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Insights into member initialization

April 27, 2011

Dan_Saks-April 27, 2011

Often when it seems that C++ is generating bigger and slower code than C, it may be that C++ is actually just distributing generated code differently.

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ESC Boston 2011 speaker logoAmong the most common reasons that C programmers offer to explain why they're disinclined to use C++ is that C++ does too much behind the scenes. A closely-related complaint is that C++ compilers generate too much code for seemingly simple expressions. If you look online at the reader comments on my columns over the last few years,1 you'll see remarks to that effect now and then.

Most of these complaints don't hold up well under scrutiny. Often, the alleged excess code simply isn't there. For example, function overloading and friendship are strictly translation-time facilities. They don't incur any run-time costs.

At other times, excess code appears only when targeting some processors and not others. For example, some processors are better than others at calling virtual functions. Even then, the code for calling a virtual function in C++ is usually about the same as calling a function through a pointer in C.

When the complaints do have merit, it's often that C++ isn't necessarily generating bigger and slower programs than C. It may be that C++ just distributes the generated code differently. It generates more code in some places and less in others. I believe that once you understand why C++ does what it does, the resulting code not only ceases to be surprising, but even becomes predictable. Such is the case with constructors.

A constructor is a special class member function that provides guaranteed initialization for objects of its class type. Since the beginning of the year, I've been explaining what constructors are in C++ and what kind of code they generate.2, 3 This month, I'll continue by explaining the interesting behavior of constructors for classes with members that have constructors of their own. As I often do, I'll illustrate the behavior using equivalent C code.

Class objects as members

Just as a C structure can have members that are themselves structure objects, a C++ class can have members that are themselves class objects. For example, let's look at a class for entries in some kind of symbol table, where each entry stores a name and some associated information.

To keep this simple, let's just say an entry has a name, an id, and a value. The name is the textual spelling of the entry's name. The id is an unsigned integer value that uniquely identifies each entry. The value is a sequence of one or more signed integer values associated with the name. The entry class definition looks in part like:
class entry
    {
    ~~~
private:
    string name;
    unsigned id;
    sequence value;
    };
Here, string is a class representing a variable-length string of characters. It might be the string class from the Standard C++ Library, or it might be a class custom built for this application. The sequence class represents a sequence of signed integer values. It might be a typedef name that's an alias for a Standard Library class template instantiation, such as:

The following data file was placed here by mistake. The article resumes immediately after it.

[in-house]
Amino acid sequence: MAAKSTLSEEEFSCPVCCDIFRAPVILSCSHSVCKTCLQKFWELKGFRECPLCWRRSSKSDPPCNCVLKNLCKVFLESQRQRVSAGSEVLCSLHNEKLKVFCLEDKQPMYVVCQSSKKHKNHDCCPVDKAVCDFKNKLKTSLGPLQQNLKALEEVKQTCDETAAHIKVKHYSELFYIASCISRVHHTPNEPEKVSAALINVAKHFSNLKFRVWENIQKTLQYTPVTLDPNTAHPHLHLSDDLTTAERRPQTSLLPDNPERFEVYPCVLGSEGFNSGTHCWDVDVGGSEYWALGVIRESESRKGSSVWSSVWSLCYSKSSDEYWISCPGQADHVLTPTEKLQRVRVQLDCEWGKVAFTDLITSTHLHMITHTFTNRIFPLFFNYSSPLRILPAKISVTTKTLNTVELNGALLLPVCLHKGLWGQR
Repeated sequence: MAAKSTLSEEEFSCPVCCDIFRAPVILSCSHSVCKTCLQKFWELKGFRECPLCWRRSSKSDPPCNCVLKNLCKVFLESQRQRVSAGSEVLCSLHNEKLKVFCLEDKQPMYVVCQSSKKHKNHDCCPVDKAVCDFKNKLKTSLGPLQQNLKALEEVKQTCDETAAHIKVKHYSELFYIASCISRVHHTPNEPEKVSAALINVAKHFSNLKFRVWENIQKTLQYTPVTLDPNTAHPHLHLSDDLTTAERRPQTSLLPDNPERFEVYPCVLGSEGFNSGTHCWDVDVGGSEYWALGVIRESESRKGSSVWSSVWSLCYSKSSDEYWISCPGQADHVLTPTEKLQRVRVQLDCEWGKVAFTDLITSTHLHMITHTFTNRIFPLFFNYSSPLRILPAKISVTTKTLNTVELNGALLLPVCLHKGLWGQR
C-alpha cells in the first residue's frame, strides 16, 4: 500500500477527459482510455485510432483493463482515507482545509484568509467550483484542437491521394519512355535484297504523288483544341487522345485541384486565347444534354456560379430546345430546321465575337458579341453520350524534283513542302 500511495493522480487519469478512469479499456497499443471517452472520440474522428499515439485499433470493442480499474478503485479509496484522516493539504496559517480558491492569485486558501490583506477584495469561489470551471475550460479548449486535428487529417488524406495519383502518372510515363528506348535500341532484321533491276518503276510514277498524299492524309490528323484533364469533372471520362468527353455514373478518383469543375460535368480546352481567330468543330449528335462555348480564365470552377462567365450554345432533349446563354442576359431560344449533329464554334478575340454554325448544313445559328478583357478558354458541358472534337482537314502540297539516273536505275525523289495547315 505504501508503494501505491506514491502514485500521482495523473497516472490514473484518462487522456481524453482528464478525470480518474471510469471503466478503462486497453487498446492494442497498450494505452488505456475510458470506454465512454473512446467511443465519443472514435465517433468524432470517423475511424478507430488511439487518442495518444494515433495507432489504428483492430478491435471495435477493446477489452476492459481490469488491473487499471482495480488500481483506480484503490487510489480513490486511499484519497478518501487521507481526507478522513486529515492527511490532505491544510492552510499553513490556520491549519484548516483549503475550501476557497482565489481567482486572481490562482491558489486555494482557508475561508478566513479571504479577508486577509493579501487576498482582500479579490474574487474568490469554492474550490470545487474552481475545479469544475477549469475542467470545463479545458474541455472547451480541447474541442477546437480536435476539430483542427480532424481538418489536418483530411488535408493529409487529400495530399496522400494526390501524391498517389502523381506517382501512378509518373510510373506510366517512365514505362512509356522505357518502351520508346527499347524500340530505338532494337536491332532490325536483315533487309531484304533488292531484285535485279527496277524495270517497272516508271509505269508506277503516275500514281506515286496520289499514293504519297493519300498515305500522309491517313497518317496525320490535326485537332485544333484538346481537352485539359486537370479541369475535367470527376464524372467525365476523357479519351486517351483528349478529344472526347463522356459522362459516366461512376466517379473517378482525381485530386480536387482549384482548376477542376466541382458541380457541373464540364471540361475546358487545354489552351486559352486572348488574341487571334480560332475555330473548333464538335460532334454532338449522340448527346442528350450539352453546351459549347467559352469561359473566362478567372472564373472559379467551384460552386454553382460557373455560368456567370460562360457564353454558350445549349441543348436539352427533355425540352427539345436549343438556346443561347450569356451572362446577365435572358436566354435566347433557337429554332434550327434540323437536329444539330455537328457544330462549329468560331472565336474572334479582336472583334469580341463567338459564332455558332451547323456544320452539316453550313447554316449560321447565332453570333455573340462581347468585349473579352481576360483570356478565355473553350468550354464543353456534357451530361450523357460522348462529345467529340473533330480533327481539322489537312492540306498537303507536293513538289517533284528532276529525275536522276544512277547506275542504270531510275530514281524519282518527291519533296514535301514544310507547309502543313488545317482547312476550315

typedef vector<int> sequence;

Then again, it might be a custom built class.

Now let's examine the behavior of various constructors for this entry class.

Generated default constructors
As I explained in my first article on constructors, a definition for a class object can specify a constructor argument list, as in:

entry e (n, v);

This defines e as an entry object. In this case, the compiler generates code that initializes e by calling a constructor that accepts n and v as arguments. If the entry class declares no such constructor, the compiler will blurt out nasty things.

In limited cases, the compiler may generate a constructor. For example, a definition for an object with no argument list, as in:

entry e;

invokes a particular constructor called the default constructor. The default constructor is special in that the compiler may generate it, but only if the class has no explicitly declared constructors at all.

If the compiler generates a default constructor for class entry, that default constructor calls the default constructor for each member of class type. In this case, the default string constructor would be called for member name, and the default sequence constructor would be called for member value. A C function that performs the same initialization as the generated default entry constructor might look like:

void construct_entry(entry *_this)
    {
    string_construct(&_this->name);
    sequence_construct(&_this->value);
    }

This function doesn't initialize the entry's id member, which has a non-class type and thus can't have a constructor.  Generated default constructors leave such members uninitialized.

Most compilers don't generate code for a default constructor unless the program actually uses that constructor.  Calls to a generated default constructor may be expanded inline.

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